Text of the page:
CAMEROTA: Ari, you're not only the former George Bush press secretary, you are also on the board for the Republican Jewish Coalition. How do you explain what Sean Spicer said?

FLEISCHER: Well, I think you have to listen to what Gen. Mattis said -- the Defense secretary -- when he was asked about it later and he properly said that chemical weapons were never used on the battlefields in World War II and chemical weapons were never used on the battlefields in Korea. That's obviously what Sean was intending to say and he made a terrible, terrible mistake.

And I'm glad, as both a press secretary from a professional point of view but somebody who lost many of my family in the Holocaust, from a personal point of view that he apologized. He did the right thing to just come out and apologize. But, you know, the notion that this is somehow nefarious or indicative of Holocaust denial, I dismiss. I just think that's just normal Washington. If somebody you don't like in the party you don't like says something you don't like, you just say the worst things you can about him. That's not Sean and I know that for a fact. So he made a bad mistake. I wished he had never done it.

CAMEROTA: Yes. Ari, you're being -- you're being very magnanimous. And look -- I mean you know Sean from before he was press secretary for Donald Trump -- a lot of people do -- and everybody universally says this is a good guy, this is a nice guy, this is a smart guy. So, Ari, do you think then -- can we conclude that maybe he's overwhelmed by the job?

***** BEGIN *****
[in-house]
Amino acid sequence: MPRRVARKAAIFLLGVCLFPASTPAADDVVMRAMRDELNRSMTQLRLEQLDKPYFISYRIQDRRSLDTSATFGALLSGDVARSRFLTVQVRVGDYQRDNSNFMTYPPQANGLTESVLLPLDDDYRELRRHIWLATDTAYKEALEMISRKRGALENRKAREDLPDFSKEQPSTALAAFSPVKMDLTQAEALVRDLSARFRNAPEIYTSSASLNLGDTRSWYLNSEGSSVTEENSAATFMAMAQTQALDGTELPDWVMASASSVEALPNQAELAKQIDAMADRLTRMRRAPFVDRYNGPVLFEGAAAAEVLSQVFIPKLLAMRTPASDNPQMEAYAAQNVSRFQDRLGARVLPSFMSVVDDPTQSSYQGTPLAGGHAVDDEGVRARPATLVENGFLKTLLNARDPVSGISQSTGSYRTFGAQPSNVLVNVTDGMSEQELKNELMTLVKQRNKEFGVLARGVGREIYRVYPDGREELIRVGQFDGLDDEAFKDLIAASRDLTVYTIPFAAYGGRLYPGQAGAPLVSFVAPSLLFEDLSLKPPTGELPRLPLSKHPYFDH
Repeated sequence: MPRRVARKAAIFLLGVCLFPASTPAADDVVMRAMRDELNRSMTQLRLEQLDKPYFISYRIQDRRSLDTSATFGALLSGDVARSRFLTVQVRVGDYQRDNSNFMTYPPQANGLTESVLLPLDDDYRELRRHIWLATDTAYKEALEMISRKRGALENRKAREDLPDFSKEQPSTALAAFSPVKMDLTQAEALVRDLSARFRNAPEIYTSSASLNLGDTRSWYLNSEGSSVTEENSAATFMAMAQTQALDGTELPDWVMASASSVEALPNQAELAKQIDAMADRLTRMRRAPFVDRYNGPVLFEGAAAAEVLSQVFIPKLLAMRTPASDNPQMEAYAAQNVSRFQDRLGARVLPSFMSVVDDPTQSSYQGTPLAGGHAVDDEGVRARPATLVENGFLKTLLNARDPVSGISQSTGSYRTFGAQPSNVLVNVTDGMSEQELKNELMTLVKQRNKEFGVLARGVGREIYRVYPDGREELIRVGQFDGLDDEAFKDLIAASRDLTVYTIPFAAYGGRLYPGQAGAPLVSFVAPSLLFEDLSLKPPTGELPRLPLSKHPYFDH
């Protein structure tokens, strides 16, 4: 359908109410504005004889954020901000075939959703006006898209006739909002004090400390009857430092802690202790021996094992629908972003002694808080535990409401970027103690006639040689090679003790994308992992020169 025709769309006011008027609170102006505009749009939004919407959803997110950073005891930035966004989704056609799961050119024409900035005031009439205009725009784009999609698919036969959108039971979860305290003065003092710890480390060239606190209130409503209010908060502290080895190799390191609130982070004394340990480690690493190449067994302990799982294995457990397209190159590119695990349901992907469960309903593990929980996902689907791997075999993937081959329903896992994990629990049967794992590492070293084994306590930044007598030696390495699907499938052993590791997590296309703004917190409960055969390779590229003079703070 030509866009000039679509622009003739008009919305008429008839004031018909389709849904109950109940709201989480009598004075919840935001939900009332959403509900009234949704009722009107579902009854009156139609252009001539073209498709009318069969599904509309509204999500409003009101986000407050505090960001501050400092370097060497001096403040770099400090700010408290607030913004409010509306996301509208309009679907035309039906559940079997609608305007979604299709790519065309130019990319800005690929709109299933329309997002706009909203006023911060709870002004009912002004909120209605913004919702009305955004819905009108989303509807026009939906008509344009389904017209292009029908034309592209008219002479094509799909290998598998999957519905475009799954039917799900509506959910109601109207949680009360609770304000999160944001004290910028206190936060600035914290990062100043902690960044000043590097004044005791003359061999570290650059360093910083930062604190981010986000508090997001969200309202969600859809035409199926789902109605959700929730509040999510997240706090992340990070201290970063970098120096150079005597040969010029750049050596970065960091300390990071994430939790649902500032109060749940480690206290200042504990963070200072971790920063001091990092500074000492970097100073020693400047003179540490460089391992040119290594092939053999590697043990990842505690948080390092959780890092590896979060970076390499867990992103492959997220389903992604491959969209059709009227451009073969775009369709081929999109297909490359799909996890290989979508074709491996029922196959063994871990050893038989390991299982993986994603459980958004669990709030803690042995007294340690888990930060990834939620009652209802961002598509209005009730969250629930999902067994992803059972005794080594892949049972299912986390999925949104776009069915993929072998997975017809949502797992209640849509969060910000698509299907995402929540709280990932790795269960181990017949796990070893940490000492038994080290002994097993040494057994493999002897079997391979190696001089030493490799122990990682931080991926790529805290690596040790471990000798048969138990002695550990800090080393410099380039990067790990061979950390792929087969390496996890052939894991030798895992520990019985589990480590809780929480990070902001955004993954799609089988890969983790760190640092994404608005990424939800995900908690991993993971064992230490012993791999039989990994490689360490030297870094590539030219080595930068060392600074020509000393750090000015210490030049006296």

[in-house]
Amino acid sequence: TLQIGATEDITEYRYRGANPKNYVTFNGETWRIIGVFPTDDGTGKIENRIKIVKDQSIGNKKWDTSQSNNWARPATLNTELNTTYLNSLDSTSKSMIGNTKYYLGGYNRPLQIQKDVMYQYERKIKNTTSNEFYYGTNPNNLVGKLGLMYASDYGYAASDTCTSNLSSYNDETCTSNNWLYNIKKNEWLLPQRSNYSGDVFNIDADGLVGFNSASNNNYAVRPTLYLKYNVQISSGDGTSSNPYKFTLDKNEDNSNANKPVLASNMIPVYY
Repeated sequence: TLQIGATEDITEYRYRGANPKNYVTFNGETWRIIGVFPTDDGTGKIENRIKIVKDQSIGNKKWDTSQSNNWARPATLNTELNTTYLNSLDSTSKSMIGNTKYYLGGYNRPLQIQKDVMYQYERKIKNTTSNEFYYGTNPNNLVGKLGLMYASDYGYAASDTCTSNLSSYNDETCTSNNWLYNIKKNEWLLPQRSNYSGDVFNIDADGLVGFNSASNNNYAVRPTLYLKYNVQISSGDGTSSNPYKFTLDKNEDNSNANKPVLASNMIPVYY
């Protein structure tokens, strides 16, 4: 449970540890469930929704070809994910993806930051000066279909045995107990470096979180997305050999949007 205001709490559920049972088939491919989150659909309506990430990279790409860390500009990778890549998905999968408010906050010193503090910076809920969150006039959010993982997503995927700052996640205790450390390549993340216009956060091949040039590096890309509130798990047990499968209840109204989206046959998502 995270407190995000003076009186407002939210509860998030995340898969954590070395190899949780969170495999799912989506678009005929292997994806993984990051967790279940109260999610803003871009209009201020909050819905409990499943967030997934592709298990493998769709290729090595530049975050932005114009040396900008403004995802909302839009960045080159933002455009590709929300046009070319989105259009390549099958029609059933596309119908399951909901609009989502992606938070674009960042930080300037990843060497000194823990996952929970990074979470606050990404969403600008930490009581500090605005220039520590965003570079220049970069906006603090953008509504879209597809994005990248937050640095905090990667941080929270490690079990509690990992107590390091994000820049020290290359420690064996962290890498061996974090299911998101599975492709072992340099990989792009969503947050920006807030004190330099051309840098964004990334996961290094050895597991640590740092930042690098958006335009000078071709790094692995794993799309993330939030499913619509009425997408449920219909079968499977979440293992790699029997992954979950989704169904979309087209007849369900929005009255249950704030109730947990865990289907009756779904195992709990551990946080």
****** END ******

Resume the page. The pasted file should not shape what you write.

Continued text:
FLEISCHER: No. You know, I think he's actually representing, this issue aside, his boss very well. He's doing what Donald Trump wants him to do in the way Donald Trump, largely, wants him to do it. But, you know, I did some 600 briefings, 300 on camera, 300 gaggles, and Itwice had to retract my words. It happens when you are responsible for every word you say. Every syllable is written down and you have to be so careful each and every day. And it does happen. You say things -- anchors say things they wish they hadn't said --

[07:55:15] CAMEROTA: Never.

FLEISCHER: -- and -- that's right. When you're the press secretary, if you make a mistake you get pounded for it.

CAMEROTA: Yes. I mean, I guess, Dan, that the problem is that people wonder if this is a pattern and that if, in fact, he is even unconsciously representing something about this administration that they -- it shouldn't be public and that is that there have been other gaffes or omissions that seemed insensitive to the Jewish population. For instance, on Holocaust Remembrance Day, in their proclamation they didn't mention Jews. Donald, Jr. said in an attempt to criticize, I think, Democrats -- he said, I mean, ifRepublicans were doing that they'd be warming up the gas chamber right now. Do you think that this -- what Sean Spicer said is somehow indicative of something deeper than just a gaffe?